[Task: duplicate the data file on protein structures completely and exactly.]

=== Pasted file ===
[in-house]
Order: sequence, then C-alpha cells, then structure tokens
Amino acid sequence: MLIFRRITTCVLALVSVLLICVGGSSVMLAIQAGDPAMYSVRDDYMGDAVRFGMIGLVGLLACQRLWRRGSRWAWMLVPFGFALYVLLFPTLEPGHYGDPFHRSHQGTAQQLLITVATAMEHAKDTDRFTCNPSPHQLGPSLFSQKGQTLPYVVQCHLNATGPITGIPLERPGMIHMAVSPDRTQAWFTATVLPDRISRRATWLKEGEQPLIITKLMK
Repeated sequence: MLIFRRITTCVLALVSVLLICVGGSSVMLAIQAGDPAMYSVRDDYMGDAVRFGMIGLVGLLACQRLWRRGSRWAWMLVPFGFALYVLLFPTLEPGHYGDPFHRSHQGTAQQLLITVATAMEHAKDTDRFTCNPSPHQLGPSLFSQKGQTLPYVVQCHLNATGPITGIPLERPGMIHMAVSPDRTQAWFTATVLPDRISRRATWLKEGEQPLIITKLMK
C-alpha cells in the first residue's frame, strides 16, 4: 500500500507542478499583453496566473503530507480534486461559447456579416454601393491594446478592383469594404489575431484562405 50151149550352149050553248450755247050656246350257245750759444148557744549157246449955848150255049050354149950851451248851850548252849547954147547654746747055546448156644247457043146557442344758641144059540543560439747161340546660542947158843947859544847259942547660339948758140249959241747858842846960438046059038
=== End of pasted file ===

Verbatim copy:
[in-house]
Order: sequence, then C-alpha cells, then structure tokens
Amino acid sequence: MLIFRRITTCVLALVSVLLICVGGSSVMLAIQAGDPAMYSVRDDYMGDAVRFGMIGLVGLLACQRLWRRGSRWAWMLVPFGFALYVLLFPTLEPGHYGDPFHRSHQGTAQQLLITVATAMEHAKDTDRFTCNPSPHQLGPSLFSQKGQTLPYVVQCHLNATGPITGIPLERPGMIHMAVSPDRTQAWFTATVLPDRISRRATWLKEGEQPLIITKLMK
Repeated sequence: MLIFRRITTCVLALVSVLLICVGGSSVMLAIQAGDPAMYSVRDDYMGDAVRFGMIGLVGLLACQRLWRRGSRWAWMLVPFGFALYVLLFPTLEPGHYGDPFHRSHQGTAQQLLITVATAMEHAKDTDRFTCNPSPHQLGPSLFSQKGQTLPYVVQCHLNATGPITGIPLERPGMIHMAVSPDRTQAWFTATVLPDRISRRATWLKEGEQPLIITKLMK
C-alpha cells in the first residue's frame, strides 16, 4: 500500500507542478499583453496566473503530507480534486461559447456579416454601393491594446478592383469594404489575431484562405 50151149550352149050553248450755247050656246350257245750759444148557744549157246449955848150255049050354149950851451248851850548252849547954147547654746747055546448156644247457043146557442344758641144059540543560439747161340546660542947158843947859544847259942547660339948758140249959241747858842846960438046059038